Category Archives: Blog

Big Tobacco, Is it Still a Problem?

Tobacco products have been illegal to advertise for years, now. We do not hear about it as often and it becomes the question of “is it still a problem?”. The answer, bluntly, is yes. Smoking still affects many people, including youth between the ages of 12 and 18. Though smoking cigarettes has gone down in quantity of people smoking them, nicotine use is still a dangerous fad, being offered in more varieties than it once was.

In New Jersey, the legal age to buy tobacco is 21. But, 8.1% of high schoolers have reported smoking and over 12% have reported using e-cigarettes, which still contain a high amount of nicotine. It is a good measure that the legal age has been raised, but it is clear that this has not deterred underage persons from smoking.

Cigarette smoking is the leading cause of preventable death in the United States, as per the CDC. “More than 10 times as many U.S. citizens have died prematurely from cigarette smoking than have died in all the wars fought by the United States,” stated the CDC. Aside from death, cigarette smoking leads to other major diseases like cancer, chronic heart disease, chronic obstructive pulmonary disease (COPD), and minor ailments like wrinkles, yellowed teeth, Raynaud’s.

Cigarettes also effect the environment, which is something we do not always think about it. Cigarettes are a leading cause of deforestation because of growing the tobacco. Aside from just growing the tobacco, having enough paper to roll the cigarettes or to sell separately as rolling paper further influences deforestation.

A more obvious effect on the environment is air pollution. Not only is air pollution happening as people continue to smoke cigarettes, but the production process creates mass amounts of air pollutants, including greenhouse gasses.

So, though Big Tobacco has moved to the backburner in a lot of citizen’s minds, it is still an extremely pertinent issue. Big tobacco is ruining lives by continuing to cause health hazards, the issue that has been pressed for a while now. But, it is important to see the impacts that big tobacco is placing on the environment, too. As e-cigarettes and vapes rise up in popularity, we cannot forget or stop pushing for the end of cigarette smoking and big tobacco.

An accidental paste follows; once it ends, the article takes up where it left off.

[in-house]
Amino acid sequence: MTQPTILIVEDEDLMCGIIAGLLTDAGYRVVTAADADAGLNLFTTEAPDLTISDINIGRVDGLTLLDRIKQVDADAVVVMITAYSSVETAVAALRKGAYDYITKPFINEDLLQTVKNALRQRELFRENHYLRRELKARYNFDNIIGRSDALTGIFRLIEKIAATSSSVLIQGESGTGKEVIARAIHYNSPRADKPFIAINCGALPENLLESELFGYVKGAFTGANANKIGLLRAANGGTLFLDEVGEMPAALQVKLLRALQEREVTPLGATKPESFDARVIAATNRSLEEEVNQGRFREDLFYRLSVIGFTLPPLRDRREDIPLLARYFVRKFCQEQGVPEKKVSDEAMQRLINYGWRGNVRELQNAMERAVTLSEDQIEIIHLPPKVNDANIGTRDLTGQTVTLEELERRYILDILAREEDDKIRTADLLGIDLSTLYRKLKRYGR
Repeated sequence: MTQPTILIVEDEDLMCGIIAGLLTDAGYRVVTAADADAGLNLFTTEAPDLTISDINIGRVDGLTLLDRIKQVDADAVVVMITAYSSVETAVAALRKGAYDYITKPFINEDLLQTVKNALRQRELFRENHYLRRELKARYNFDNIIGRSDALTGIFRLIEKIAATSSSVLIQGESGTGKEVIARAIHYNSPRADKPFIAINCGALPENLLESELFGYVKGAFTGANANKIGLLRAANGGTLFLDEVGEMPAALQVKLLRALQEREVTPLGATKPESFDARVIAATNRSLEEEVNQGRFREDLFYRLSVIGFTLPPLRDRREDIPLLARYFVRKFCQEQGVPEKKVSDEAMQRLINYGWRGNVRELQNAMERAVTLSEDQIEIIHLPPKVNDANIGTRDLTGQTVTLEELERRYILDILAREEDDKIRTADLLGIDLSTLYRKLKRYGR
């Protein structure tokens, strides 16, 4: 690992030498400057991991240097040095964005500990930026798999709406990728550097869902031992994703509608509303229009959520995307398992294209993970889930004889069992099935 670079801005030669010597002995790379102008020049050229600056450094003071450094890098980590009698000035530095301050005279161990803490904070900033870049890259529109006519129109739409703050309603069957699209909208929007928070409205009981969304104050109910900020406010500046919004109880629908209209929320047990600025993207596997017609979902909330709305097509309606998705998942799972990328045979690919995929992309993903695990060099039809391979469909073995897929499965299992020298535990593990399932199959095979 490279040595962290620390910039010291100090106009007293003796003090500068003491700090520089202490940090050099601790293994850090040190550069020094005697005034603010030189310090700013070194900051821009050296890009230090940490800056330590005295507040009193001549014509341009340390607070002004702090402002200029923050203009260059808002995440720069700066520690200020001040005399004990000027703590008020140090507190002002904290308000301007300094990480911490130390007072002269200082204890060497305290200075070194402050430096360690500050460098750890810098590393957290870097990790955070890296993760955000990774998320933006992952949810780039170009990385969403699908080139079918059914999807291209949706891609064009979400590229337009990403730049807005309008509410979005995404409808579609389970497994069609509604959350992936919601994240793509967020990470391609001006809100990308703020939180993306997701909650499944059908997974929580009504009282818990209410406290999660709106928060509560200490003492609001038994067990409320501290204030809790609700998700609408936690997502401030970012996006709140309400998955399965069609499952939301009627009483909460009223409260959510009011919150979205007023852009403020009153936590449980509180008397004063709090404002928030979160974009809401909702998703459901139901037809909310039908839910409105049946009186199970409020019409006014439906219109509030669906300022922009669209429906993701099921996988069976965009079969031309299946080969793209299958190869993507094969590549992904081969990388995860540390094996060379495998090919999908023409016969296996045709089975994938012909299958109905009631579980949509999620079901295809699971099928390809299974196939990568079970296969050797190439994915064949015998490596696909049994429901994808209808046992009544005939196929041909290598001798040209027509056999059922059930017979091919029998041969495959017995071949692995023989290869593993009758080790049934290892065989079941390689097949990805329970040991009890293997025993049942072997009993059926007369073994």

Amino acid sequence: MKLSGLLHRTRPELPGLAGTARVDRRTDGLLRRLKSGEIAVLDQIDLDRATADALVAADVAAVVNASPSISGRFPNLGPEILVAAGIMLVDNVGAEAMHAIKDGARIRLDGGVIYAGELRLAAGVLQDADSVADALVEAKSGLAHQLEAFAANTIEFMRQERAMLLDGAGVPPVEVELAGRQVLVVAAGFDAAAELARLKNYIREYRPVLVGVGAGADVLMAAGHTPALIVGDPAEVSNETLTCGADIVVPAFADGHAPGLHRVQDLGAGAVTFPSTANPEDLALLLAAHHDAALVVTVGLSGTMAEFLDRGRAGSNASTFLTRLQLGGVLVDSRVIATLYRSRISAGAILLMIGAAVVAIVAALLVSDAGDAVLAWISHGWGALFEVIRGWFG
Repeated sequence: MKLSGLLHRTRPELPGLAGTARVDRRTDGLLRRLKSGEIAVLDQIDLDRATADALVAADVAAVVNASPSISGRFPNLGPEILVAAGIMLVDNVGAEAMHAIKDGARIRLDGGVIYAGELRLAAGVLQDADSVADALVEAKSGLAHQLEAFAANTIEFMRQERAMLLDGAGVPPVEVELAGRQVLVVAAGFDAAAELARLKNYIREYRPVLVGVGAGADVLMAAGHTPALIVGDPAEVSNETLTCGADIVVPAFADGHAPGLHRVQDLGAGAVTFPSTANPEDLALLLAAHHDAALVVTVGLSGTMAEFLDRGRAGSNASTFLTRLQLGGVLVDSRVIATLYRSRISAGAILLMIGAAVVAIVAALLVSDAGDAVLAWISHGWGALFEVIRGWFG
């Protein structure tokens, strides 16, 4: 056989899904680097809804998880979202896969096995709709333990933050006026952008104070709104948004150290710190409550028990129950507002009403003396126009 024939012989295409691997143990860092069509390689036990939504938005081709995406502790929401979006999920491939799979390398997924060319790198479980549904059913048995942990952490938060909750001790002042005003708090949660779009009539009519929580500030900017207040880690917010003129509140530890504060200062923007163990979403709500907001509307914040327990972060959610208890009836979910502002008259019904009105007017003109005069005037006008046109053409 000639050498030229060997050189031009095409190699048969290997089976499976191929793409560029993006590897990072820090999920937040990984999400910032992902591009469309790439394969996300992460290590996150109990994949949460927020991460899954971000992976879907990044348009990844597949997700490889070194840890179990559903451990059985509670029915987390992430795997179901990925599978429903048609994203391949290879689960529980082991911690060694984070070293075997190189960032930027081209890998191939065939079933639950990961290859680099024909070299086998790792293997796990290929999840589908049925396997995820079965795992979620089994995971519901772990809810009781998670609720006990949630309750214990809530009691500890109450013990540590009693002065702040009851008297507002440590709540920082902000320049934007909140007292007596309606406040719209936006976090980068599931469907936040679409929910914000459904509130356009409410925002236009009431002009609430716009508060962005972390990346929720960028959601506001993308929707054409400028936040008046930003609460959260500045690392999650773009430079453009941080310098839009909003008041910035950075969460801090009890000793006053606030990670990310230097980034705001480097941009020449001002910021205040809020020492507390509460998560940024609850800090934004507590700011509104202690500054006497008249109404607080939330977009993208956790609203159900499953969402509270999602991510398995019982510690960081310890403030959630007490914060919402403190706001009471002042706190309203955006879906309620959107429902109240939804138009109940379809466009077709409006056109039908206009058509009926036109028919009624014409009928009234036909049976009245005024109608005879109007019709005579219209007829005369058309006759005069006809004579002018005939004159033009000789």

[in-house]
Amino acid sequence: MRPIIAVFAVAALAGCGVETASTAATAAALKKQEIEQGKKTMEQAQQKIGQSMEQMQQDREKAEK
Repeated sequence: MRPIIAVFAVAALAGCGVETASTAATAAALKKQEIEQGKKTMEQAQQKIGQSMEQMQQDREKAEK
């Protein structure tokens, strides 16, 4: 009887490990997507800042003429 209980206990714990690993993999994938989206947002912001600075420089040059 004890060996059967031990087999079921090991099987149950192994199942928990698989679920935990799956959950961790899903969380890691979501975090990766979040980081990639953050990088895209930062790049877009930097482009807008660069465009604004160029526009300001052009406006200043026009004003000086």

Alternatives to Opiates

Whether you are in recovery or not, it is a good idea to know what types of alternatives are available when it comes to pain management. On average, 115 Americans are dying each day due to opioid related deaths. Opiates are highly addictive, in fact one in four people prescribed opiates for long-term pain management report struggling with addiction. Another huge risk with being prescribed opiates is that those who become addicted to pain killers are 40x more likely to become addicted to heroin.
Though the use of opiates does not sound promising for our health, there are plenty of alternatives that we can utilize, many of which you may use already for other types of ailments.

• Over-the-counter medications. Often times, OTC’s, like acetaminophen or ibuprofen, will help with pain management just as well as an opiate/opioid might help. In fact, the American College of Rheumatology recommends acetaminophen as the first line of defense when it comes to managing pain. If acetaminophen is not doing the job, that is when switching over to an NSAID, like Aleve, would be beneficial. NSAIDs offer anti-inflammatory relief and are little bit more potent than acetaminophen.

• Physical Therapy. If your pain is due to an injury, seeing a physical therapist would be beneficial. A physical therapist would be able to better identify the source of pain, and provide exercises that would be able to provide strength to the areas of pain, and in turn reduce inflammation and increase blood flow.

• Acupuncture. Similar to physical therapy, acupuncture helps to increase blood flow to an inflamed region. There are very few side effects to getting acupuncture, also.

• Mindfulness meditation. Sometimes pain may feel worse because we are focused on it. By engaging in mindfulness meditation, we can begin to focus on other aspects of our lives, which can help to alleviate the pain.